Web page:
# Initial Values

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Since the current through a coil cannot change instantaneously, the current through a coil will begin the transient phase at the initial value established by the network (note Fig. 1) before the switch was closed.
Fig. 1: Defining the three phases of a transient waveform.
It will then pass through the transient phase until it reaches the steady-state (or final) level after about five time constants. The steady-state level of the inductor current can be found by simply substituting its short-circuit equivalent (or $R_l$ for the practical equivalent) and finding the resulting current through the element. Using the transient equation developed in the previous section, an equation for the current $i_L$ can be written for the entire time interval of Fig. 1; that is, $$i_L = I_i + (I_f - I_i)(1 - e^{-t/\tau})$$ with ($I_f - I_i$) representing the total change during the transient phase.
However, by multiplying through and rearranging terms: $$\begin{split} i_L &= I_i + I_f - I_f e^{-t/\tau} - I_i + I_ie^{-t/\tau}\\ &= I_f - I_f e^{-t/\tau} + I_ie^{-t/\tau}\\ \end{split}$$ we find $$\bbox[10px,border:1px solid grey]{i_L = I_f + (I_i - I_f)e^{-t/\tau}} \tag{1}$$ If you are required to draw the waveform for the current $i_L$ from initial value to final value, start by drawing a line at the initial value and steady-state levels, and then add the transient response (sensitive to the time constant) between the two levels. The following example will clarify the procedure.
Example 1: The inductor of Fig. 2 has an initial current level of $4 mA$ in the direction shown. (Specific methods to establish the initial current will be presented in the sections and problems to follow.)
Fig. 2: Example 1.
a. Find the mathematical expression for the current through the coil once the switch is closed.
b. Find the mathematical expression for the voltage across the coil during the same transient period.
c. Sketch the waveform for each from initial value to final value.
Solution:
a. Substituting the short-circuit equivalent for the inductor will result in a final or steady-state current determined by Ohm's law: $$\begin{split} I_f &= {E \over R_1 + R_2} \\ &= {16 v\over 2.2kΩ + 6.8kΩ} \\ &= {16 v \over 9kΩ} = 1.78mA\\ \end{split}$$ The time constant is determined by $$\tau = {L \over R_T}= {100 mH \over 9kΩ} = 11.11\mu s$$ Applying Eq. (1): $$\begin{split} i_L &= I_f + (I_i - I_f)e^{-t/\tau} \\ &= 1.78mA + (4 mA - 1.78mA)e^{-t/11.11 \mu s} \\ &= 1.78mA + 2.22mA \, e^{-t/11.11 \mu s} \\ \end{split}$$ b. Since the current through the inductor is constant at $4 mA$ prior to the closing of the switch, the voltage (whose level is sensitive only to changes in current through the coil) must have an initial value of $0 V$. At the instant the switch is closed, the current through the coil cannot change instantaneously, so the current through the resistive elements will be $4 mA$. The resulting peak voltage at $t = 0 s$ can then be found using Kirchhoff's voltage law as follows: $$\begin{split} Vm &= E - V_{R1} - V_{R2} \\ &=16 V - (4 mA)(2.2 kΩ) - (4 mA)(6.8 kΩ)\\ &= -20V \end{split}$$ Note the minus sign to indicate that the polarity of the voltage $v_L$ is opposite to the defined polarity of Fig. 2. The voltage will then decay (with the same time constant as the current $i_L$) to zero because the inductor is approaching its short-circuit equivalence.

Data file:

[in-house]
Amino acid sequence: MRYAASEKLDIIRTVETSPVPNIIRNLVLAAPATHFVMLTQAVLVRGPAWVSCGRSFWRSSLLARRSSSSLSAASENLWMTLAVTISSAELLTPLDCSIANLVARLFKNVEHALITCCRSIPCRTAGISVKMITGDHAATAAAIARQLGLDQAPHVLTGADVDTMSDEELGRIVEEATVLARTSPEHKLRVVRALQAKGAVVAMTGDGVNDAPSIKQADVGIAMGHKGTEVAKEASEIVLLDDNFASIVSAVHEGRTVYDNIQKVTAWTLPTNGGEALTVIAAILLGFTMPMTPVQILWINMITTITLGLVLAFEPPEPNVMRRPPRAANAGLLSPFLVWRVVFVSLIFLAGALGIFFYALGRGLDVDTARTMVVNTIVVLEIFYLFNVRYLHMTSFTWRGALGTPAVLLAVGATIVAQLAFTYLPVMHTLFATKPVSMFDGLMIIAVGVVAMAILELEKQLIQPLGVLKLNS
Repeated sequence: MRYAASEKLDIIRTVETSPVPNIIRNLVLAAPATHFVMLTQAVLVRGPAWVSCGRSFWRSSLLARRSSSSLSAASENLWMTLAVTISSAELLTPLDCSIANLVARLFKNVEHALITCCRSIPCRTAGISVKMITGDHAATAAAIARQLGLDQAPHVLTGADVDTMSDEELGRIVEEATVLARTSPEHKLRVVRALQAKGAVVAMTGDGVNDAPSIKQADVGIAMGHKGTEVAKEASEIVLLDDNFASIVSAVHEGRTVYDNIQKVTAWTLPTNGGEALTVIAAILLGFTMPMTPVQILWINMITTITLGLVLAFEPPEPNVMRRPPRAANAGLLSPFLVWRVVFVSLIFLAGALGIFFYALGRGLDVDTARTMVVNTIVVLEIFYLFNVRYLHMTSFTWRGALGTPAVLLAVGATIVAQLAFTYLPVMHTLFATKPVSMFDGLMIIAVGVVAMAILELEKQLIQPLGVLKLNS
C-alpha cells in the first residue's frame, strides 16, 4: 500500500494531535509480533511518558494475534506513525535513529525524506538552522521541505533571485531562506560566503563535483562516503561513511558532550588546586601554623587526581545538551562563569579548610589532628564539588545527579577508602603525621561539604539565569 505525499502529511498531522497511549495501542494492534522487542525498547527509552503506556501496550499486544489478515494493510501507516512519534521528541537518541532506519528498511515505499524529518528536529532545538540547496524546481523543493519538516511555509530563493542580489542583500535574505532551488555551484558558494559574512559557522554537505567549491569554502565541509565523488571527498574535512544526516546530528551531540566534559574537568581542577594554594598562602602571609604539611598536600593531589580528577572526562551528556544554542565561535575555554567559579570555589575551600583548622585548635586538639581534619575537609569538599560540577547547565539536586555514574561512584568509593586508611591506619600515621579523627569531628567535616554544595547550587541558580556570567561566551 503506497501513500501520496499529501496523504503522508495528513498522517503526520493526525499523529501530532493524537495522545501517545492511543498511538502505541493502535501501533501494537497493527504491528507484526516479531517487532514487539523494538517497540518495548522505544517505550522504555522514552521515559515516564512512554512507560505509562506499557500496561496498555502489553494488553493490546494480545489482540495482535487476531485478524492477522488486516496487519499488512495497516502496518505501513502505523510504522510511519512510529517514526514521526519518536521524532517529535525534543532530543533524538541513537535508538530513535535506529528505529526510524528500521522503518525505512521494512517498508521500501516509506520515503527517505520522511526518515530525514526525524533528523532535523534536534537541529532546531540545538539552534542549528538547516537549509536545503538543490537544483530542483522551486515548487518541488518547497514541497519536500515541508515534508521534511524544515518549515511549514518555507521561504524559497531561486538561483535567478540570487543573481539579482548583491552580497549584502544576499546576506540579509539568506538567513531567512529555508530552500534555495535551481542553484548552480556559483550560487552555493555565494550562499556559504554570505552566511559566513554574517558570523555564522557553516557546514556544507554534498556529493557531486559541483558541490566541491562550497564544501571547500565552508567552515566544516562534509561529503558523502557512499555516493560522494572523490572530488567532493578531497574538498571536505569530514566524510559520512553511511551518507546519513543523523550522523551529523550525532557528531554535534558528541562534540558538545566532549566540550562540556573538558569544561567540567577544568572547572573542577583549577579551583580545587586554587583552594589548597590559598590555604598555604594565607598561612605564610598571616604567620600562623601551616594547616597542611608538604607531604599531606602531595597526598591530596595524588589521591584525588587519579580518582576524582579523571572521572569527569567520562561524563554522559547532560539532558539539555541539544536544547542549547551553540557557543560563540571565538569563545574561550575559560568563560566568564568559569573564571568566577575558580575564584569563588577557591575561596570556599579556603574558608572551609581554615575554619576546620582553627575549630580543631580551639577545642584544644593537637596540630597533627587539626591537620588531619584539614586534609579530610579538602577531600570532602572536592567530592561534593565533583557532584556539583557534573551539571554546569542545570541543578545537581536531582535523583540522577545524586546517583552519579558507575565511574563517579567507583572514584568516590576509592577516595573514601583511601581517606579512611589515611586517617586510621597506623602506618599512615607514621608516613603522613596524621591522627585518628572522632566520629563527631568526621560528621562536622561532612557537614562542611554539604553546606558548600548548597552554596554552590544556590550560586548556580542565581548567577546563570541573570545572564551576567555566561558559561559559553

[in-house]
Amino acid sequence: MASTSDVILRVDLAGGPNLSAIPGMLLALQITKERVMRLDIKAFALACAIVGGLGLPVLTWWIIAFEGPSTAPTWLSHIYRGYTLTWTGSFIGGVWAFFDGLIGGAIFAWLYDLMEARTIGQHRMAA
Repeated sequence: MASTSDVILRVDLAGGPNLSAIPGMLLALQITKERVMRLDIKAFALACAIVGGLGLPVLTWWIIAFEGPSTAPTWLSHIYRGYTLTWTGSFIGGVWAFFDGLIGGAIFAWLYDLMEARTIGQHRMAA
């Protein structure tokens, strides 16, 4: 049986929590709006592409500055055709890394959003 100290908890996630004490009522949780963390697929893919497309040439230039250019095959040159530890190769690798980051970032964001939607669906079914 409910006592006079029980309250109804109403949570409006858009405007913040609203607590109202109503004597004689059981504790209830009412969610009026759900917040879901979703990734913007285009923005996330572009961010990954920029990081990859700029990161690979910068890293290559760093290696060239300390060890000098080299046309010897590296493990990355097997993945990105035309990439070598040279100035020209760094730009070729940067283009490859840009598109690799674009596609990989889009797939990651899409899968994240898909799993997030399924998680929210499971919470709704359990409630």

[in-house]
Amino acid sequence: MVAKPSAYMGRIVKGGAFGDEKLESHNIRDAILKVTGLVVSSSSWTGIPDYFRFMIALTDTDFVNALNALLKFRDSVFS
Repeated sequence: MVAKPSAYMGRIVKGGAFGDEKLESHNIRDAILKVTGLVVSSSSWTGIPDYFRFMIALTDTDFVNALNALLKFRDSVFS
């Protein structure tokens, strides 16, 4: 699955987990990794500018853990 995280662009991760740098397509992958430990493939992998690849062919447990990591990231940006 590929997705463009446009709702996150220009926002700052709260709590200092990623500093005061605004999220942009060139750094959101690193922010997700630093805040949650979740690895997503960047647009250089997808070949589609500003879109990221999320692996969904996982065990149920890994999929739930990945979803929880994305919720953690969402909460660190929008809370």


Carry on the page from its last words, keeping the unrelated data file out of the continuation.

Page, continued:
The equation for $v_L$ is therefore: $$\begin{split} v_L &= E e^{-t/\tau}\\ &= -20 e^{-t/11.11 \mu s}\\ \end{split}$$
c. See Fig. 3. The initial and final values of the current were drawn first, and then the transient response was included between these levels. For the voltage, the waveform begins and ends at zero, with the peak value having a sign sensitive to the defined polarity of $v_L$ in Fig. 2.
Fig. 3: iL and vL for the network of Fig. 2.
Let us now test the validity of the equation for $i_L$ by substituting t = 0 s to reflect the instant the switch is closed. $$e^{-t/\tau} = e^{-0/\tau} = e^0=1$$ and $$\begin{split} i_L &= 1.78 mA + 2.22 mAe^{-0/\tau}\\ &= 1.78 mA + 2.22 mA\\ &= 4 mA\\ \end{split}$$ When $t > 5 \tau$, $$e^{-t/\tau} = e^{-5\tau/\tau} = e^{-5}=0$$ and $$i_L = 1.78 mA + 2.22 mA (0) = 1.78 mA$$

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